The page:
PCD was induced by H2O2-mediated oxidative stress, as described by Hockenbery et al.  and in K562 cells as described by Maccarrone et al. . The induction of apoptosis was dose-dependent and reached a maximum in K562 cells treated with 10 mm hydrogen peroxide for 15 min and then grown for 24 h in culture medium . Under these conditions, apoptotic body formation leveled off at 40%, compared with 3% of the untreated control (Fig. 1A). Resveratrol protected K562 cells against H2O2-induced PCD, in a dose-dependent manner, 30 µm resveratrol almost abolishing the effect of H2O2 (Fig. 1A). Therefore, treatment of K562 cells with H2O2 in the presence of 30 µm resveratrol was used to further investigate the mechanism of PCD prevention by this polyphenolic compound. Stilbene and stilbene oxide are chemically related to resveratrol, which is a trihydroxystilbene. Neither of these compounds was able to significantly prevent K562 cell death induced by H2O2 (Fig. 1B). Interestingly, resveratrol, but not its analogs, also prevented PCD induced in K562 cells by treatment with either 5 µm 5-hydroxyeicosatetraenoic acid (5-HETE) or a combination of 5 µm cisplatin plus 1 ng·mL−1 transforming growth factor b1 (data not shown).
Effect of resveratrol on arachidonate metabolism in K562 cells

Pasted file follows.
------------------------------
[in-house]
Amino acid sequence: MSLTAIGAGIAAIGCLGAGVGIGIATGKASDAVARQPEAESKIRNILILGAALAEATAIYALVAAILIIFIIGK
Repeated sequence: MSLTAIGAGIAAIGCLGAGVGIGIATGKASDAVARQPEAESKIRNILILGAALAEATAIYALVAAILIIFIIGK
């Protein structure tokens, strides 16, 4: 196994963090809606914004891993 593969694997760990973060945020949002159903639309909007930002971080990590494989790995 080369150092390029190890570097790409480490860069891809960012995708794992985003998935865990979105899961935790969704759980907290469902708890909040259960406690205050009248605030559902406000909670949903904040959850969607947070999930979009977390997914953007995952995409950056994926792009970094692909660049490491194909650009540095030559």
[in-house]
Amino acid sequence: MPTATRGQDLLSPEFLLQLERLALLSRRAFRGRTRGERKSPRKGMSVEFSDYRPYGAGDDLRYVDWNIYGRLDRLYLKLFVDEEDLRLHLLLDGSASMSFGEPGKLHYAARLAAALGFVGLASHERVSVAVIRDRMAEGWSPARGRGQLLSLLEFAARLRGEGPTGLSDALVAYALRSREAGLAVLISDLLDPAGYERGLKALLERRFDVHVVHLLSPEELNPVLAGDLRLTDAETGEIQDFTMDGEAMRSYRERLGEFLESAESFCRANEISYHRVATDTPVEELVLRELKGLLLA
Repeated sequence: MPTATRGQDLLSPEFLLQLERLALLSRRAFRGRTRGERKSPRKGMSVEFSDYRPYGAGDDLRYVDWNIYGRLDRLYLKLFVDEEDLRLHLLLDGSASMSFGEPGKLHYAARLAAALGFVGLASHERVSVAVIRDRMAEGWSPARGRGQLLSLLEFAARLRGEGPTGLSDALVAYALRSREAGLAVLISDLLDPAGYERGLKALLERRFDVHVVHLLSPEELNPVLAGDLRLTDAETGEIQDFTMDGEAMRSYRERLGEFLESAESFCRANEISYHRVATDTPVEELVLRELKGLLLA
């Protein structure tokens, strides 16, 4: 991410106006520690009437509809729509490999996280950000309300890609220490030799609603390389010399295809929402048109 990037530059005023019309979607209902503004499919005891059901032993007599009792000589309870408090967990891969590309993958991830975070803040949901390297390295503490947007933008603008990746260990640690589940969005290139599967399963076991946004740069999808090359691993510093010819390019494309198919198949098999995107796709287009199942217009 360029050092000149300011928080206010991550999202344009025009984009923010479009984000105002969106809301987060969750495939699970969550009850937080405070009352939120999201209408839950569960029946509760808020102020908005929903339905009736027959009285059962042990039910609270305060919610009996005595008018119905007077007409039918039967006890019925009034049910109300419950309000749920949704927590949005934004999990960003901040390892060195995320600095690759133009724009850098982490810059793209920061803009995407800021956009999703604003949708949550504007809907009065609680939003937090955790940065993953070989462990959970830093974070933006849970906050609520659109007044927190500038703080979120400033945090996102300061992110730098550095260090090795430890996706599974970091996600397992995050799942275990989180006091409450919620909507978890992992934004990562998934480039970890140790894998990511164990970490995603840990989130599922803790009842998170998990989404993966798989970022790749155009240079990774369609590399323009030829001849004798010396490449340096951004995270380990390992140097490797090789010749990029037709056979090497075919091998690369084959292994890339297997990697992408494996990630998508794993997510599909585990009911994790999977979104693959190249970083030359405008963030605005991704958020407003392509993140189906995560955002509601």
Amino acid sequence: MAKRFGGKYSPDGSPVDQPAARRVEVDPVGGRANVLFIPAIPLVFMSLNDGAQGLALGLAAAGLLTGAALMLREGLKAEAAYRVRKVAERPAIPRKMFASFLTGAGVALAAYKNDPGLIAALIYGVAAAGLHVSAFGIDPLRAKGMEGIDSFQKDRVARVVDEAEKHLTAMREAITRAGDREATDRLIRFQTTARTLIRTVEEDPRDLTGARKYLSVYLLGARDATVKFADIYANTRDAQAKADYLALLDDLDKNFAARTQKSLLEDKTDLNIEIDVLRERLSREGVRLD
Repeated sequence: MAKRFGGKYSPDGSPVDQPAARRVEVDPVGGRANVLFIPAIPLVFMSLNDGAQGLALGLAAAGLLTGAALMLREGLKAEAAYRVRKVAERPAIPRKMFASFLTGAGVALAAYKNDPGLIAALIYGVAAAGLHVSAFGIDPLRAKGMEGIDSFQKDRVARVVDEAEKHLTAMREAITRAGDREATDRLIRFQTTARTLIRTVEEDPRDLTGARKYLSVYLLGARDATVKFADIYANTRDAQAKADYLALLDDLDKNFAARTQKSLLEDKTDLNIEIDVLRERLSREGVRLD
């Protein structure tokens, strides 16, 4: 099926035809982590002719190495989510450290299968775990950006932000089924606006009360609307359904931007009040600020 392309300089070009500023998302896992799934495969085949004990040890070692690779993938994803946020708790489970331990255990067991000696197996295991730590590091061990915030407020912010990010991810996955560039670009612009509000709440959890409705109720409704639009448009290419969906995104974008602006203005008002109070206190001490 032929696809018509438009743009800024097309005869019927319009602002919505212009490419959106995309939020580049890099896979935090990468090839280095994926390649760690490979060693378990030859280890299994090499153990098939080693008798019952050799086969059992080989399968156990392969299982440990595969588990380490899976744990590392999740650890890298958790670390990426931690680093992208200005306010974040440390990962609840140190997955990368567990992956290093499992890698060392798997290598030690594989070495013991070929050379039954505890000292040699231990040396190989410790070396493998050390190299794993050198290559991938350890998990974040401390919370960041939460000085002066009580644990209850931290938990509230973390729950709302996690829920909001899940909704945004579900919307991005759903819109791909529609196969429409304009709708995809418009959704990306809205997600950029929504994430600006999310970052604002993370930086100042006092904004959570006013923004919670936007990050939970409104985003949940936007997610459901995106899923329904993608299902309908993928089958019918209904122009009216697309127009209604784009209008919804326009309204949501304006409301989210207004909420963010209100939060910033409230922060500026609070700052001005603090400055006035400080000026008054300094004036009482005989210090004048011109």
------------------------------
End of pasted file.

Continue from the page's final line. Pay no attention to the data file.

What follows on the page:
Treatment with H2O2 did not significantly affect the ability of human erythroleukemia K562 cells to incorporate arachidonate into membrane lipids or to release it into the culture medium. Indeed, incorporation or release of arachidonate in K562 cells treated with 10 mm H2O2 for 15 min and then cultured for 24 h were 95% or 92% of the control values, respectively. Approximately 25% of incorporated archidonic acid was released during the 22 h following incubation with [14C]arachidonate, the remaining 75% being detected in the membrane lipid extracts. RP-HPLC analysis indicated that arachidonate was not present in membrane lipids as a free fatty acid (data not shown), suggesting that it was incorporated into the different (phospho)lipid classes present in human cell membranes . Treatment of cells with 30 µm resveratrol did not affect arachidonate incorporation or release (not shown). In contrast, the early phase of PCD induced by oxidative stress was characterized by increased LTB4 content, which reached 326% of the untreated control in cells exposed for 15 min to 10 mm H2O2 (Table 1). Treatment of K562 cells with H2O2 in the presence of 30 µm resveratrol led to a significantly reduced LTB4 production, which was ≈ 150% of the untreated controls (Table 1). Prostaglandin E2 was also found to increase in K562 cells after 15 min of treatment with 10 mm H2O2, reaching 200% of the basal level (Table 1). Prostaglandin E2 increase was significantly counteracted by treatment of K562 cells with 30 µm resveratrol, down to 140% of untreated cells (Table 1). Resveratrol significantly reduced even the basal level of LTB4 and PGE2 in K562 cells, to 48% and 65% of the untreated control, respectively (Table 1).